Imagine adding beautiful lighting to a photo after you took the picture.
A camera developed at the Massachusetts Institute of Technology could get you there. But first, let's talk speed: This one-of-a-kind camera can track the movement of individual packets of light, or photons, by capturing 1 trillion frames per second.
The high-speed imaging system allows researchers to capture how light scatters across an object in very fine detail. It opens up the possibility of doing three-dimensional ultrasound scans with light, testing for defects during manufacturing, and giving consumer-grade cameras the ability to overlay light after a photo is taken.
Although it's still just a goal, MIT Media Lab associate professor Ramesh Raskar says the imaging system could let a consumer with a small flash take studio-quality photos.
"With our ultrafast imaging, we can actually analyze how the photons are traveling through the world. And then we can recreate a new photo by creating the illusion that the photons started somewhere else," Raskar said in a statement.
Capturing how individual photons bounce around a scene and travel inside an object doesn't come cheap. The ultrafast camera uses $250,000 of equipment, including a titanium sapphire laser and a streak camera adapted for high-speed photography. Normally used to determine the chemical composition of a material, a streak camera is an array of 500 sensors each triggered to capture light 1 trillion times per second.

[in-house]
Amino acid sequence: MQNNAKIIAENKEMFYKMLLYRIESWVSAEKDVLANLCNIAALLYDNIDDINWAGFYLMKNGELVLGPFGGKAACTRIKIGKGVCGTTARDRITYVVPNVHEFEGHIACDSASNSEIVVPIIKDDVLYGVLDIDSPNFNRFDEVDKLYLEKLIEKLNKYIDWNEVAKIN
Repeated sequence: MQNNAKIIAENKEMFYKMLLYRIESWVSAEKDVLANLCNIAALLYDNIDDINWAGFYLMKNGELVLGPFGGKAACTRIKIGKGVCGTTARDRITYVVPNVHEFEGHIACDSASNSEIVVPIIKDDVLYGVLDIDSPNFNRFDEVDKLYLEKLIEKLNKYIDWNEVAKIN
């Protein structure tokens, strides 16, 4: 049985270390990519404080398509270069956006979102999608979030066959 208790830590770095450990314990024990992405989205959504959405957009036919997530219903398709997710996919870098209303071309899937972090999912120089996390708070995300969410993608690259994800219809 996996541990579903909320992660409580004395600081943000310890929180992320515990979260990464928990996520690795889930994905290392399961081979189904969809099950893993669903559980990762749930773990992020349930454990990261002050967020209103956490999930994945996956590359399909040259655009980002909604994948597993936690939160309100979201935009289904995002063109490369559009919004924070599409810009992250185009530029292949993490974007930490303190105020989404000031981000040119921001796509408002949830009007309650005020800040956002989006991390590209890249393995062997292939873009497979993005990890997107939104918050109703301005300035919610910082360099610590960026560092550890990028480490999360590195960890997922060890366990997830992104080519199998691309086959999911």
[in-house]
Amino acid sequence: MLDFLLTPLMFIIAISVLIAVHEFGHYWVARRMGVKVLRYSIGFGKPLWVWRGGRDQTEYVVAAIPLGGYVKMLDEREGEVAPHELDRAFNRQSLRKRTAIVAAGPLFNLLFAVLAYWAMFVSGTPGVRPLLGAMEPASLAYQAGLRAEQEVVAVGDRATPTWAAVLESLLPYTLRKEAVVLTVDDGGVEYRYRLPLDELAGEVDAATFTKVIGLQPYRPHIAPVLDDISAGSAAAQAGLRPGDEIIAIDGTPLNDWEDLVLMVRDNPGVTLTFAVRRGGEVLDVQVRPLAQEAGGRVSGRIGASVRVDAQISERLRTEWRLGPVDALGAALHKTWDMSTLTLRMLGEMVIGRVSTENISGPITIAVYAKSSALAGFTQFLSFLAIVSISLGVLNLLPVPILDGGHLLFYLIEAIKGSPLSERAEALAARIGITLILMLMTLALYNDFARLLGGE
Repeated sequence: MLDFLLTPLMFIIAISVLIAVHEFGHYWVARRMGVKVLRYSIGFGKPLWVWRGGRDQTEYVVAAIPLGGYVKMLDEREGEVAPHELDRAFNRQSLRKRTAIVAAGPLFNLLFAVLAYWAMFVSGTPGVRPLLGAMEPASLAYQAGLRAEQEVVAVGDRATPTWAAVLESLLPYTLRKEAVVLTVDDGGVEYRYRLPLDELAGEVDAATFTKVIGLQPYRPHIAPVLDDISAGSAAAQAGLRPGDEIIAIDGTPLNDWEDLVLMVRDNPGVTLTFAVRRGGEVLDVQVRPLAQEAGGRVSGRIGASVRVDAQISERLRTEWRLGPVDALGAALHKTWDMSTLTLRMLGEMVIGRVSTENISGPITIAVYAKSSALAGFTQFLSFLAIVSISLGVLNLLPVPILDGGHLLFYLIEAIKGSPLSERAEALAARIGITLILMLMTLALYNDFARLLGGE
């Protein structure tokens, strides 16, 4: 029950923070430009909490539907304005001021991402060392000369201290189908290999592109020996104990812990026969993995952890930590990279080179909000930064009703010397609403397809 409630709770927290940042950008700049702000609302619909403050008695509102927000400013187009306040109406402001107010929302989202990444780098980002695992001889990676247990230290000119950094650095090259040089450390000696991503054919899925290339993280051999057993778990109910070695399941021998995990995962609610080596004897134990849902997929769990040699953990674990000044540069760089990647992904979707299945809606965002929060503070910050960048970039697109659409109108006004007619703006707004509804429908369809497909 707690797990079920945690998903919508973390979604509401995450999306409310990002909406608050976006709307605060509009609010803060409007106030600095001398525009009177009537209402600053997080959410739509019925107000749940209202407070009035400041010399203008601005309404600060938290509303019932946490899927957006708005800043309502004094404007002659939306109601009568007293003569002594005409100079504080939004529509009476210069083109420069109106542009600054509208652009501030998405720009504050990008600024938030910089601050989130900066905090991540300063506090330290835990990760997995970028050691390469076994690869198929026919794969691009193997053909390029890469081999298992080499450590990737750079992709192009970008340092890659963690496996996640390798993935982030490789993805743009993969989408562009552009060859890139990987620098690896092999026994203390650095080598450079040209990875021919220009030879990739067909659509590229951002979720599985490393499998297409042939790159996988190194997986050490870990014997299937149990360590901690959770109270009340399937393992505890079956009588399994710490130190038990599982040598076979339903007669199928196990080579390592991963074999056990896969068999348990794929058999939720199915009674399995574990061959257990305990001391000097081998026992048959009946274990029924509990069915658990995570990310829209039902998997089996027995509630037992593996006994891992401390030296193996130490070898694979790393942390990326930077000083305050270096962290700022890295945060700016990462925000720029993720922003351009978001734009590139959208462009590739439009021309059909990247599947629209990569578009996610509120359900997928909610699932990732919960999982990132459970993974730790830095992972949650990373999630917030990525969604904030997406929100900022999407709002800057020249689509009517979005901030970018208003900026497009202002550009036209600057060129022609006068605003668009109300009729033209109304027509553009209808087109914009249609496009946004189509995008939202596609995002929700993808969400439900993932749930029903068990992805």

The cameras shoot light in only dimension but then a rotating mirror takes images from different perspectives. That creates a huge amount of data that then needs to be analyzed and compiled to create a video of the movement of light over or inside an object.
"Because we can see those photons, we could use them to look inside objects--for example, for medical imaging, or to identify materials," said MIT Media Lab postdoctoral associate Andreas Velten.